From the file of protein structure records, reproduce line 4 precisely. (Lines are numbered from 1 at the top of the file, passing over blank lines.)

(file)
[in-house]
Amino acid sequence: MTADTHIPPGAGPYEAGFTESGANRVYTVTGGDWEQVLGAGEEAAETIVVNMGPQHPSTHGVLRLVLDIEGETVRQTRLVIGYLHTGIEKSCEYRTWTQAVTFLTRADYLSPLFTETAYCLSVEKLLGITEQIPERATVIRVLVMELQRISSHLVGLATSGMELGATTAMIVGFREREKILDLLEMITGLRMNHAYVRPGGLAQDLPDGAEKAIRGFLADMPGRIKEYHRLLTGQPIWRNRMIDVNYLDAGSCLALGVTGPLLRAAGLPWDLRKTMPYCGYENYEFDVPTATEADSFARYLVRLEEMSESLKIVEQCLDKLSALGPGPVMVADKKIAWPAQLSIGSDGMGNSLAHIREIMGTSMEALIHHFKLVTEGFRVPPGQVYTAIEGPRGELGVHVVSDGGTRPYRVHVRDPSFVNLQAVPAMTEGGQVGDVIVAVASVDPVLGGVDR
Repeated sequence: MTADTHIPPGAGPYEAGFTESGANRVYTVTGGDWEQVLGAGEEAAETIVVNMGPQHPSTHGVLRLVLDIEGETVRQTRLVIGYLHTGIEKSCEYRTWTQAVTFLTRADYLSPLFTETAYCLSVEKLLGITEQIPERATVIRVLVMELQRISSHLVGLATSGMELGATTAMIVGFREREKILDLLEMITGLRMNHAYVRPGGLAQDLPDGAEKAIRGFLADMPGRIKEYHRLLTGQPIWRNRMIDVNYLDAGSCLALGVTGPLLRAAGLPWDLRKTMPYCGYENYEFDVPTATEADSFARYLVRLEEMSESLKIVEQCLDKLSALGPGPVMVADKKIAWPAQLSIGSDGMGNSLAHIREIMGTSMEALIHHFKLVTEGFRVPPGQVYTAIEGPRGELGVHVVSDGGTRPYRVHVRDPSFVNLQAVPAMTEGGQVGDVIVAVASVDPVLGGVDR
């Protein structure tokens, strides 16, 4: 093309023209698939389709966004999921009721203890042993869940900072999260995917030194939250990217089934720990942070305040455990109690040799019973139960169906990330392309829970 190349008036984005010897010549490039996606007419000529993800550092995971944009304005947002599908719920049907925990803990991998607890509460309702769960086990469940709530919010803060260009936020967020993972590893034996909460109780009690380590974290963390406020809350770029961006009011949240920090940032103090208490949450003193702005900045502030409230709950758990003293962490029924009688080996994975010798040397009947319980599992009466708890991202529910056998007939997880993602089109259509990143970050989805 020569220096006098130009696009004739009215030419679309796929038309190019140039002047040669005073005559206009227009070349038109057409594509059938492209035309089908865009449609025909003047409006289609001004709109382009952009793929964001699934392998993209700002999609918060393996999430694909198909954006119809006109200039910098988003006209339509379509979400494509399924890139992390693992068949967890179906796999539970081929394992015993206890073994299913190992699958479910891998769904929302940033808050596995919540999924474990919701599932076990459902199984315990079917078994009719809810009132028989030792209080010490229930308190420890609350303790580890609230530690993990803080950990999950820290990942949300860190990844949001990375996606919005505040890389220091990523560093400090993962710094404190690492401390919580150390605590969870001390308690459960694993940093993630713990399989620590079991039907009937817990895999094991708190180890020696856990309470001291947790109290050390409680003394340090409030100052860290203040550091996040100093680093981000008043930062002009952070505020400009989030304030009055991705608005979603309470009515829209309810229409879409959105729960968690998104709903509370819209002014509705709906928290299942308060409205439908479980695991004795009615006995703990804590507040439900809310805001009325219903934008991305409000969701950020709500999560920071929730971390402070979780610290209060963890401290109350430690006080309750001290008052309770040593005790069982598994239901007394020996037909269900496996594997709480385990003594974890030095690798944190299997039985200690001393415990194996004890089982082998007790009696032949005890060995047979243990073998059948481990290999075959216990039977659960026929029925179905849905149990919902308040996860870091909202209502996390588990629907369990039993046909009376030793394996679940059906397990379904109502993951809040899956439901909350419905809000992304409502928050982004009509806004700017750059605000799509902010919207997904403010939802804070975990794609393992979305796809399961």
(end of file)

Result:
């Protein structure tokens, strides 16, 4: 093309023209698939389709966004999921009721203890042993869940900072999260995917030194939250990217089934720990942070305040455990109690040799019973139960169906990330392309829970 190349008036984005010897010549490039996606007419000529993800550092995971944009304005947002599908719920049907925990803990991998607890509460309702769960086990469940709530919010803060260009936020967020993972590893034996909460109780009690380590974290963390406020809350770029961006009011949240920090940032103090208490949450003193702005900045502030409230709950758990003293962490029924009688080996994975010798040397009947319980599992009466708890991202529910056998007939997880993602089109259509990143970050989805 020569220096006098130009696009004739009215030419679309796929038309190019140039002047040669005073005559206009227009070349038109057409594509059938492209035309089908865009449609025909003047409006289609001004709109382009952009793929964001699934392998993209700002999609918060393996999430694909198909954006119809006109200039910098988003006209339509379509979400494509399924890139992390693992068949967890179906796999539970081929394992015993206890073994299913190992699958479910891998769904929302940033808050596995919540999924474990919701599932076990459902199984315990079917078994009719809810009132028989030792209080010490229930308190420890609350303790580890609230530690993990803080950990999950820290990942949300860190990844949001990375996606919005505040890389220091990523560093400090993962710094404190690492401390919580150390605590969870001390308690459960694993940093993630713990399989620590079991039907009937817990895999094991708190180890020696856990309470001291947790109290050390409680003394340090409030100052860290203040550091996040100093680093981000008043930062002009952070505020400009989030304030009055991705608005979603309470009515829209309810229409879409959105729960968690998104709903509370819209002014509705709906928290299942308060409205439908479980695991004795009615006995703990804590507040439900809310805001009325219903934008991305409000969701950020709500999560920071929730971390402070979780610290209060963890401290109350430690006080309750001290008052309770040593005790069982598994239901007394020996037909269900496996594997709480385990003594974890030095690798944190299997039985200690001393415990194996004890089982082998007790009696032949005890060995047979243990073998059948481990290999075959216990039977659960026929029925179905849905149990919902308040996860870091909202209502996390588990629907369990039993046909009376030793394996679940059906397990379904109502993951809040899956439901909350419905809000992304409502928050982004009509806004700017750059605000799509902010919207997904403010939802804070975990794609393992979305796809399961």